having switched sides was taken back
because he missed his mum

Thursday, 8 July 2010

Haiku #197

Jaded pal? You need
the carboxytherapy -
skin jabs of CO2

Wednesday, 7 July 2010

The Pool at Night

Digital copy of an original Watercolour -
the same view as in the watercolour shown here

Haiku #196

Five volume life story...

The Rooney Star Wars Saga,

Goal-less, has been cut.

Tuesday, 6 July 2010

Haiku #195

planning their own climate change -
wrapping-up the earth

Monday, 5 July 2010

"Found" Haiku (#194)

The British today -
alone. fatter, drinking more
yet living longer

Sunday, 4 July 2010

Haiku #193

All their fake degrees
may bring down the government -
Pakistan MPs

Saturday, 3 July 2010


The Weaver of Grass is our driver this week. She gave us three challenges from which to choose. I chose her first example, an unusual occurrence. She gave a delightful instance of one that she had happened upon (if you haven't read it, pop over there now, before you forget to do so), which immediately triggered an archived one of my own. Nevertheless, I found it a difficult journey, though ultimately rewarding - anything that successfully excercises the memory banks these days brings its own reward.

A Musical Gravestone

With a friend in Brompton Cemetery,
a place of atmospheres, imaginations
riotous as tumbling headstones, Gothic
arches, bones and mausoleums, houses
for the dead - whose status symbols had lost
nothing of their daunting powers or show.
We, having gone to rub some stones, had joked
initially of folk ensconsed in houses
fit for royalty, had funked a guided
tour of catacombs, and wondered briefly:
did we see just then a curtain twitch, some
slight stirrings there behind the window glass?
And last of all, before deciding on
our tasks, had gloried in the richness there
of mini-beasts and life in all its forms.

His hands to hold the paper in its place
and mine to ply the wax heel. Slowly, soon
the texture seemed, square inch by inch square, to
evolve some sort of face - which then resolved
itself: turned features into notes of music,
settled for a score, a crumbly mix of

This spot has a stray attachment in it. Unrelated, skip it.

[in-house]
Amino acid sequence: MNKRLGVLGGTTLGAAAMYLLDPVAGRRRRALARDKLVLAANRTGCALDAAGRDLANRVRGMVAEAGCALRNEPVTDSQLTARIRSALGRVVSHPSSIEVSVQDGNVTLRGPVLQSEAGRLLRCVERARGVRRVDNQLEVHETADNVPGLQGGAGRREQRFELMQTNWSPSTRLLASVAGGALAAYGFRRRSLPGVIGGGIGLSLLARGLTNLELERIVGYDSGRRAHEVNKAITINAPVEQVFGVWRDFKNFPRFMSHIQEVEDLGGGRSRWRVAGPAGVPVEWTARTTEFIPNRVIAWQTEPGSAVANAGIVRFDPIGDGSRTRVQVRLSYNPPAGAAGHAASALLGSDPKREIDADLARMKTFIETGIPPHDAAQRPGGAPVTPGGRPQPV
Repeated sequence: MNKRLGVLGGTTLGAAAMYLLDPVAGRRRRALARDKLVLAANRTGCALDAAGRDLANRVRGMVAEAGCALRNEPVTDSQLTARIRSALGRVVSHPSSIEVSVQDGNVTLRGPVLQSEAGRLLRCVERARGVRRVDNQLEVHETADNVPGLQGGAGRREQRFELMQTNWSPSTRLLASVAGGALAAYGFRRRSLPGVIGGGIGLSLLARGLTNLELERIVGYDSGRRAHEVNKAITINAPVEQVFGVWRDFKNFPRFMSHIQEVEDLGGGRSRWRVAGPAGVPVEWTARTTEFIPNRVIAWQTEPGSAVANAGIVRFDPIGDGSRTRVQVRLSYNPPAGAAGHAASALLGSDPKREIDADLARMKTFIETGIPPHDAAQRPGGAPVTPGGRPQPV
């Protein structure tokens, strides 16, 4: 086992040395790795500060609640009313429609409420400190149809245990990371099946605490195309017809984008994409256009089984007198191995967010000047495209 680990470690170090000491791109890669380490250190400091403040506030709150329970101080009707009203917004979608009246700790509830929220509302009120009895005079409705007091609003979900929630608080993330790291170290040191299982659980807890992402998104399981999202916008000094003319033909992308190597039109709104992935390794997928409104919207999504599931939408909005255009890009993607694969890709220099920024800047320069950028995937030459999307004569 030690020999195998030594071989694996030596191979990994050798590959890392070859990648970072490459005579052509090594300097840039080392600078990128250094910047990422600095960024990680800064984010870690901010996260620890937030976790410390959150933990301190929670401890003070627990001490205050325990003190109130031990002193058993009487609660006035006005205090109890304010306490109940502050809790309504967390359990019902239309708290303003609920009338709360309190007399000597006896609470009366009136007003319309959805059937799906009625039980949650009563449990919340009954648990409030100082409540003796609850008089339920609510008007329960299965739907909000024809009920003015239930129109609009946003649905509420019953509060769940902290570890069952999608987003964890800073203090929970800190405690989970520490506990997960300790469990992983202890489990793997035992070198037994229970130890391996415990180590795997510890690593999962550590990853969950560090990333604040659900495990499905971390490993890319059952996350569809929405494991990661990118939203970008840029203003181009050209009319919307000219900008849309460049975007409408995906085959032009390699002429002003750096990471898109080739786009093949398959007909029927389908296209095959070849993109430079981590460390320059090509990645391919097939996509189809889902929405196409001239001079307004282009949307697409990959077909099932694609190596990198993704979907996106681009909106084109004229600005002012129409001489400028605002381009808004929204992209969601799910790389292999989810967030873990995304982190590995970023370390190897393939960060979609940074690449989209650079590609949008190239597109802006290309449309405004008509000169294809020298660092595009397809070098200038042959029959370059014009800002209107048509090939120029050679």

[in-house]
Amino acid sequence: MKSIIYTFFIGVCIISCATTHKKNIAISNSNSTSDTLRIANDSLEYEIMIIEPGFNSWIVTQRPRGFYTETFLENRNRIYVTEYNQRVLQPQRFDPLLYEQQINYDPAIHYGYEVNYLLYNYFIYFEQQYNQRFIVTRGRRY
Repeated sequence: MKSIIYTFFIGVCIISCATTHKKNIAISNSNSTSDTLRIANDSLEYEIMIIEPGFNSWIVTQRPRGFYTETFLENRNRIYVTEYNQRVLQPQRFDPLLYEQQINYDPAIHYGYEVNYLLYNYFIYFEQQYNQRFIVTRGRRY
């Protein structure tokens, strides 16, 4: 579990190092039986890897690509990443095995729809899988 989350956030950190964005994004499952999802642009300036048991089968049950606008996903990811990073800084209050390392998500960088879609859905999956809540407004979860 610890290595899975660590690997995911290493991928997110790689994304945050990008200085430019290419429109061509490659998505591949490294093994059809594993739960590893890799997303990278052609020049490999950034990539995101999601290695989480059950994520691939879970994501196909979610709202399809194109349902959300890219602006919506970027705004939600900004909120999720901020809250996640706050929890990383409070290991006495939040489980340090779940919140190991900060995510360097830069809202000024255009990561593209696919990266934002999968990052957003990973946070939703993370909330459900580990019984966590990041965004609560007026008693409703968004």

breve and semi-breve and crotchets quavering,
more ably realised by my friend's voice
than by the wax heel in my hand. What might
have then ensued had we not been disturbed?

Towards us on the path, a slow procession
of three men, one wearing a white apron,
the other two in dark blue dungarees.
Between the two a white wood kitchen table
on which a bird cage sat without a bird.
The man in white held out a padded stool.
We watched until they'd disapeared from view
behind a tomb with jackal-headed guards -
a mausoleum on Egyptian lines.

Haiku #192

"Pets at Home" sales up.
Twenty thousand extra tops -
England tops for dogs

Friday, 2 July 2010

Haiku #191

They ask for hose pipe bans
who leak three billion litres (plus) -
the water companies.

Thursday, 1 July 2010

Haiku #190

Video games kill?
Yup, "cheat" codes open training games

There Was This House...

I'd been out with the camera exploring an area I had thought I knew well enough, when on some whim I crossed a motorway (by means of a footbridge, I hasten to add) and plunged into a small wooded area that I found on  the other side. Quite unexpectedly, I came upon this house, or half house. It looked like something I  remembered from WWII. a house with one end wall missing, floor joists exposed, bits of furniture left in place (though not shown in the picture), holes in the roof... I could go on. Even its surroundings had their air of mystery: the water, for example, was stagnant, I guessed rain water - it had been raining, but not excessively. There was no road to the house that I could see. The chappie in the blue jeans was part of the scene. I thought he might have been a workman waiting for materials or instructions or any of the multitude of things for which workmen will wait with endless patience. And he was just standing there as I have drawn him. I tried to speak to him, but he seemed not to understand English. The scene was quite dark and the camera's batteries too low to operate the flash - even had I been able to get close enough to use it - so I made a pencil sketch and later on this watercolour from it.